To be successful (if success is measured by the number of viewers or supporters), it appears that campaigns must do much more than rely on heritage media to 'pull' viewers to their message (at the time of writing, Overall's Youtube message has had only 125 viewers). My emerging theory on taking advantage of the viral nature of social networking tools is that the campaigner (or their teams) must become digital natives themselves. This means becoming active on the most popular social networking tools, blogging, and establishing a stable 'group' which can help to spread the message. This approach is very similar to that mentioned in much of the online learning literature about using contemporary communications technologies to develop a useful learning environment.

So how can campaign teams target digital natives specifically? It appears that the six degrees of separation phenomenon is a reality in cyberspace. I am constantly surprised by the number of people I see on Facebook who share several mutual friends with me yet I do not know them. I have also been surprised by the number of old high school friends - many I haven't seen in twenty years - who are friends with people I know now. This suggests that one can reach a vast number of people by engaging with people they already know, and then letting the viral nature of social networking take its course. However, much like systems theory's view (based on the laws of thermodynamics) one cannot direct a living system, only disturb it. This is problematic for those who wish to control the means of communication. Indeed, attempting to control a social network tends to dissipate the network as social networks tend to resist central control.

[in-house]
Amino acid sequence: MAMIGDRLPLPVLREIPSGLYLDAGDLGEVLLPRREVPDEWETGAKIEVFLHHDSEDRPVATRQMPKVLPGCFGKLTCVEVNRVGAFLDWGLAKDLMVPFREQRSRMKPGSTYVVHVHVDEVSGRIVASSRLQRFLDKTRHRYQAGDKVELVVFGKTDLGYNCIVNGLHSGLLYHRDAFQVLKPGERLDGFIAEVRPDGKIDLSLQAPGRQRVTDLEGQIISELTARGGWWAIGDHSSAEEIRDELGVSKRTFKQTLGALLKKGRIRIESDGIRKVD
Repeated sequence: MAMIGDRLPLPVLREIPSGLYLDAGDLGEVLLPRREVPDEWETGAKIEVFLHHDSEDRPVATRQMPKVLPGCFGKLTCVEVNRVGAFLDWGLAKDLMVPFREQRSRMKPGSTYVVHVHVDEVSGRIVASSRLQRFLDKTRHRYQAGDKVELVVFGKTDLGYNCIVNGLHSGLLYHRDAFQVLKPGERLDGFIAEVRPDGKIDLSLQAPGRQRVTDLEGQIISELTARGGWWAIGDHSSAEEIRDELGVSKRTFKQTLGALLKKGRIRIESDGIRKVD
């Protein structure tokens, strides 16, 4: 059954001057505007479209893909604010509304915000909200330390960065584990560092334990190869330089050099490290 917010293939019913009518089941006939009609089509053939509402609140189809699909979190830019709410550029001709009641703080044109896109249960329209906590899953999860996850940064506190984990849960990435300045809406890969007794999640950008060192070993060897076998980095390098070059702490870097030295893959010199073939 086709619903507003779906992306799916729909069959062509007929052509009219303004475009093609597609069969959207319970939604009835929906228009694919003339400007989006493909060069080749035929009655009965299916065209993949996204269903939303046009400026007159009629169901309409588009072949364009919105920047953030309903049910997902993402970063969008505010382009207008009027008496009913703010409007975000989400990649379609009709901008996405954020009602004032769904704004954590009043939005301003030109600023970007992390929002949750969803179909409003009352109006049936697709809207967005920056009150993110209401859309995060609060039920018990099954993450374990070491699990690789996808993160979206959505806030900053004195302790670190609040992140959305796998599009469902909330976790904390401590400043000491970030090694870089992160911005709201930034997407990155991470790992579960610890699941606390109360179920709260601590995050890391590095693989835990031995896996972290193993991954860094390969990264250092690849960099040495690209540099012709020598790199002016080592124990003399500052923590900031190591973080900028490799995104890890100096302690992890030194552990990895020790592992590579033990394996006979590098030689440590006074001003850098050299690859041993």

An approach which I have found useful is to start with a stable group of 'friends' and then provide interesting links to blogs, videos and invitations to events. Remembering that networks resist central control, it is better to rely upon people's natural curiosity and provide enticing snippets of information or updates to one's user profile which draw other users to the message. Approaches which 'push' the message will simply be regarded as spam and will not be popular with digital natives. The challenge, then, is not too different from the challenge which traditional marketeers face - how to get people to hear the message.

Digital natives are quite discerning and the last thing they want to see in cyberspace is the type of advertising currently seen on both free-to-air and pay TV - the constant repitition of annoying advertisements which are more likely to attract Homer Simpsons than thinking, discerning digital natives. Indeed, one of the reasons digital natives prefer cyberspace is that they can simply go elsewhere with a click if they don't like what they see. The trick is to give them something they want, rather than to use the 'we'll be right back after this message' capture technique. This annoying television habit simply doesn't work in cyberspace - there are too many channels and too many messages and, unlike digital immigrants, digital natives will know the difference.